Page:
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Tamron 28-75mm f2.8 XR Di Zoom AF

28-75mm
Review Date: Aug 30, 2004 Recommend? yes | Price paid: Not Indicated | Rating: 10 

 
Pros: Size, weight, cost, constant f/2.8, zoom lock. Also, nice wide manual focus ring, pleasing bokeh, sturdy feel.
Cons:
Focus ring turns during focus. Focus can be a bit noisy and slow. 28mm isn't wide enough on a 1.6x crop body; wish it was 24mm.

With all the good press this lens gets, anyone who is looking for a walkaround lens would do very well to cosider the Tamron 28-75. I'll be bold here and say that it is the best lens at its focal length and price point.

The lens is light and compact, and matches with my 300D very nicely. I find that I get good balance from the two even when the zoom is fully extended, which helps minimize camera shake to a certain degree.

The different parts of the lens feel very sturdy. The zoom ring is tight and not gritty. The focus ring is nice and wide with a similar tight but non-gritty feel. The barrel, when extended, doesn't wobble. Lastly, the rubber around the zoom and focus rings has a tough yet supple feel to it. Oh and kudos to Tamron for one of the greatest lens caps out there and the free hood!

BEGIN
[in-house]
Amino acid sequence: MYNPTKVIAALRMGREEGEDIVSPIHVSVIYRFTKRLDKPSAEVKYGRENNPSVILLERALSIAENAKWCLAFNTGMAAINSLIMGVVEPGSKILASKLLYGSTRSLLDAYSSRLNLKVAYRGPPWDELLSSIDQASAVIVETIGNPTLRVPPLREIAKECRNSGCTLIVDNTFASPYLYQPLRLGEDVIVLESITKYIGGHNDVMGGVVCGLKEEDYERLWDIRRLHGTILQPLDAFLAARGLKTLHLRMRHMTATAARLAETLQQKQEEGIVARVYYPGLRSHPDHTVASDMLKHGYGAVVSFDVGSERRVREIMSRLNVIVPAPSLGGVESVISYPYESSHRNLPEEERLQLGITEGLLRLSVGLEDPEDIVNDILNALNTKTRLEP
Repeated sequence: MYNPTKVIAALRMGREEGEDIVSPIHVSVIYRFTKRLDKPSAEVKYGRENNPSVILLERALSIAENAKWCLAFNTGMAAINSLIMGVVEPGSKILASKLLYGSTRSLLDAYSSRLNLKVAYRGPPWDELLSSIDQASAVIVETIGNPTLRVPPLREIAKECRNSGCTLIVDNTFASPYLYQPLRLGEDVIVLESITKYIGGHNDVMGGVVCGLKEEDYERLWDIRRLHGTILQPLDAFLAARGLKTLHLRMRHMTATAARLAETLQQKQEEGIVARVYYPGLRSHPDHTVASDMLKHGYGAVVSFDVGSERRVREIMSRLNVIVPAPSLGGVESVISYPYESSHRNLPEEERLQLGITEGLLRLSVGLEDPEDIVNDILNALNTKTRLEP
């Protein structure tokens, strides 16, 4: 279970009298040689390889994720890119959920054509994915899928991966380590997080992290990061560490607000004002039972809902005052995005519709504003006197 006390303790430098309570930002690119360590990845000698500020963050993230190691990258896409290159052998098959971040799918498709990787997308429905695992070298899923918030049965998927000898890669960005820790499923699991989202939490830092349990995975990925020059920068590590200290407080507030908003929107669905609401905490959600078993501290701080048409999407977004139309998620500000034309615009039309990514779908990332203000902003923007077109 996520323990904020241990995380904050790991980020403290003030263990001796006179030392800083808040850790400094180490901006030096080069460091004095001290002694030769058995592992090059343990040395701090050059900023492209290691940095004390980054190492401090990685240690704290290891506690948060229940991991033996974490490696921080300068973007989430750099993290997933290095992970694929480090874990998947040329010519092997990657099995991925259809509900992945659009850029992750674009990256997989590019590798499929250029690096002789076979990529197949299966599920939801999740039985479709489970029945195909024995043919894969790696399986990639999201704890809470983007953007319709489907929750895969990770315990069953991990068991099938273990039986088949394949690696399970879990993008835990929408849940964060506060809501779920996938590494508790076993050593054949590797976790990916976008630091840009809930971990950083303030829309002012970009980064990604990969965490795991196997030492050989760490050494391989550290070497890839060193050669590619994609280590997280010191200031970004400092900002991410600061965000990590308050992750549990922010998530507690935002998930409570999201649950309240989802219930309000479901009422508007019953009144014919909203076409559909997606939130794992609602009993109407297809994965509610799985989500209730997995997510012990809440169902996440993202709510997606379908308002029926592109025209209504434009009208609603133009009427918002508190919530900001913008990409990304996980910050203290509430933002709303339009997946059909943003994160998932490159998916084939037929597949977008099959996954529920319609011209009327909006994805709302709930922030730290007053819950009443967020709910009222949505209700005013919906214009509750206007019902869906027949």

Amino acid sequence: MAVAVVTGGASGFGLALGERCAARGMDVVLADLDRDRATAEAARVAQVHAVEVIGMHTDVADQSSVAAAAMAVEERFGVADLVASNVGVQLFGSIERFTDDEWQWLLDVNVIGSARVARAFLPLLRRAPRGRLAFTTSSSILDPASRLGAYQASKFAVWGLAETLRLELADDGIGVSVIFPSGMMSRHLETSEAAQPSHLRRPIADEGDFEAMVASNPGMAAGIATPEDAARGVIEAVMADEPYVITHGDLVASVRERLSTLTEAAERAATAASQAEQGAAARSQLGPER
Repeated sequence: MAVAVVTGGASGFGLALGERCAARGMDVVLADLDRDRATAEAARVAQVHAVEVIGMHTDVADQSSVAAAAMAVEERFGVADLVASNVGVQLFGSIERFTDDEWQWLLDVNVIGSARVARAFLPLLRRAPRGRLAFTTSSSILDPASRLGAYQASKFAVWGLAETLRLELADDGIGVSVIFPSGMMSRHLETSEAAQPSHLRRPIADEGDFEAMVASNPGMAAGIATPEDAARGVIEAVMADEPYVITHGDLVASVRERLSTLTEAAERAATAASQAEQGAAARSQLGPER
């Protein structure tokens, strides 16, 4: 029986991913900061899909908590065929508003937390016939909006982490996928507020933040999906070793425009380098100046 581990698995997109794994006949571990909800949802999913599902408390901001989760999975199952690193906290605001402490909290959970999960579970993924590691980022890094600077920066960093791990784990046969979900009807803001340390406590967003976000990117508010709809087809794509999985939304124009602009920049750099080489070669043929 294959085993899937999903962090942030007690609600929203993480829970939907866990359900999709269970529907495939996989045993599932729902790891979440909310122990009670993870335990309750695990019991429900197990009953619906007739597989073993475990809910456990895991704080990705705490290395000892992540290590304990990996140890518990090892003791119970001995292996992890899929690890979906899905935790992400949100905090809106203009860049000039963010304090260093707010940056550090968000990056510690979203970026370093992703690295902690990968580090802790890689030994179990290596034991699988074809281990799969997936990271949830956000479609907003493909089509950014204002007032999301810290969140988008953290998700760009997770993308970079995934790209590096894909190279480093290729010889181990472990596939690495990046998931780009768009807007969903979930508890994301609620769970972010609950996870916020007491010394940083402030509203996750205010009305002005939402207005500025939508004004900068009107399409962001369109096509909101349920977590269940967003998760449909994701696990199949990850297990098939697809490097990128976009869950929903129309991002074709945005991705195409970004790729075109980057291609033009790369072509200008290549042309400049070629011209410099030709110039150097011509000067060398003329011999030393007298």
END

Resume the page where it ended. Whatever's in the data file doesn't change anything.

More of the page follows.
About the only gripe I've developed concerning the physical characteristics of this lens is with the zoom range. 28mm just isn't wide enough on a 1.6x crop factor body and I find myself bumping up against the wide end of the lens too much for my liking. Even an extra 4mm at the wide end would be fantastic!

On my copy, the lens wide open at 28mm is good (acceptable, useable, up to my standards for wide open performance) and sharp, sharp, sharp at the 75mm end. I never hesitate to use the lens wide open from 35mm to 75mm if I want a shallow DOF or if low-light requires f/2.8. Stopped down to about f/5.6, the contrast and clarity of fine lines (like hair) gets even better. As others have noted, the images tend to be a bit warm from this lens, but that doesn't bother me very much at all. I shoot mostly in RAW and can adjust the WB if need be, which isn't that often.

About the only cons I can think of for the performance of this lens (and they aren't that big) concern achieving focus. The motor tends to be a bit noisy, but still it's much quieter than the rackety Canon 50mm f/1.8. Also, focus can be a bit slow. Minor compalints? Yeah, I think so. I've never missed a shot entirely because of focus issues like these.

On a personal note, overall I'm more than satisfied with the Tamron and seem to recommend it to friends and whomever is looking for something in this focal length. I was leary of buying 3rd party at first but have been won over by this lens. No feelings of buyer's remorse here at all.